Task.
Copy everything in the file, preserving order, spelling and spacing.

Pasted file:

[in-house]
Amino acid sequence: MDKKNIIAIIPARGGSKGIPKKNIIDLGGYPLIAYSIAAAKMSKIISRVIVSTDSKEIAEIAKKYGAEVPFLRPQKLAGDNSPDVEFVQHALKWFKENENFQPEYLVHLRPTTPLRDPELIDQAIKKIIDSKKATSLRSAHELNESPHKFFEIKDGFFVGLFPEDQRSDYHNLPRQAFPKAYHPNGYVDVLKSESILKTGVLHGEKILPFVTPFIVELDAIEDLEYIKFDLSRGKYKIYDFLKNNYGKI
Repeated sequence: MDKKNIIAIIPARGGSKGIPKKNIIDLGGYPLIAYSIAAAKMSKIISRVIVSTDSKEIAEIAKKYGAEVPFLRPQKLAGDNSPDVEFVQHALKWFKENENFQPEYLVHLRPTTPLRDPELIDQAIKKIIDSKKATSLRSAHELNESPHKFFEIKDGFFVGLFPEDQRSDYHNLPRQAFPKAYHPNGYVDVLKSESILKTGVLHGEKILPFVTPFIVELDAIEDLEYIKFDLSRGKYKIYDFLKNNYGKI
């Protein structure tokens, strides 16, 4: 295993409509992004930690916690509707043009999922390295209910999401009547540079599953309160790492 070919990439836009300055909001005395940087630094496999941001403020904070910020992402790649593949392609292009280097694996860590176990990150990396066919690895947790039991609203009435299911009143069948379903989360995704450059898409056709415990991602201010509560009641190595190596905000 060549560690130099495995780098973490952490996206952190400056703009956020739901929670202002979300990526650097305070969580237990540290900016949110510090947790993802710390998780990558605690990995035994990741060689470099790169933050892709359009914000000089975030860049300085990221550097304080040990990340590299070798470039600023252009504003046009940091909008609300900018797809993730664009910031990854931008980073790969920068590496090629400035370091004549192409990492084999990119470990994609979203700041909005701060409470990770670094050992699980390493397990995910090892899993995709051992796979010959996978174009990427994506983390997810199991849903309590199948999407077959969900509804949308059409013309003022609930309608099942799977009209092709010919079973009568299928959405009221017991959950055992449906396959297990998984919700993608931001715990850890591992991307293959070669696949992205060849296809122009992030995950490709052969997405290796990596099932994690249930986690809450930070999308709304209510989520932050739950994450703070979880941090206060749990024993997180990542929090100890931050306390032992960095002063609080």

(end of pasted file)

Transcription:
[in-house]
Amino acid sequence: MDKKNIIAIIPARGGSKGIPKKNIIDLGGYPLIAYSIAAAKMSKIISRVIVSTDSKEIAEIAKKYGAEVPFLRPQKLAGDNSPDVEFVQHALKWFKENENFQPEYLVHLRPTTPLRDPELIDQAIKKIIDSKKATSLRSAHELNESPHKFFEIKDGFFVGLFPEDQRSDYHNLPRQAFPKAYHPNGYVDVLKSESILKTGVLHGEKILPFVTPFIVELDAIEDLEYIKFDLSRGKYKIYDFLKNNYGKI
Repeated sequence: MDKKNIIAIIPARGGSKGIPKKNIIDLGGYPLIAYSIAAAKMSKIISRVIVSTDSKEIAEIAKKYGAEVPFLRPQKLAGDNSPDVEFVQHALKWFKENENFQPEYLVHLRPTTPLRDPELIDQAIKKIIDSKKATSLRSAHELNESPHKFFEIKDGFFVGLFPEDQRSDYHNLPRQAFPKAYHPNGYVDVLKSESILKTGVLHGEKILPFVTPFIVELDAIEDLEYIKFDLSRGKYKIYDFLKNNYGKI
């Protein structure tokens, strides 16, 4: 295993409509992004930690916690509707043009999922390295209910999401009547540079599953309160790492 070919990439836009300055909001005395940087630094496999941001403020904070910020992402790649593949392609292009280097694996860590176990990150990396066919690895947790039991609203009435299911009143069948379903989360995704450059898409056709415990991602201010509560009641190595190596905000 060549560690130099495995780098973490952490996206952190400056703009956020739901929670202002979300990526650097305070969580237990540290900016949110510090947790993802710390998780990558605690990995035994990741060689470099790169933050892709359009914000000089975030860049300085990221550097304080040990990340590299070798470039600023252009504003046009940091909008609300900018797809993730664009910031990854931008980073790969920068590496090629400035370091004549192409990492084999990119470990994609979203700041909005701060409470990770670094050992699980390493397990995910090892899993995709051992796979010959996978174009990427994506983390997810199991849903309590199948999407077959969900509804949308059409013309003022609930309608099942799977009209092709010919079973009568299928959405009221017991959950055992449906396959297990998984919700993608931001715990850890591992991307293959070669696949992205060849296809122009992030995950490709052969997405290796990596099932994690249930986690809450930070999308709304209510989520932050739950994450703070979880941090206060749990024993997180990542929090100890931050306390032992960095002063609080």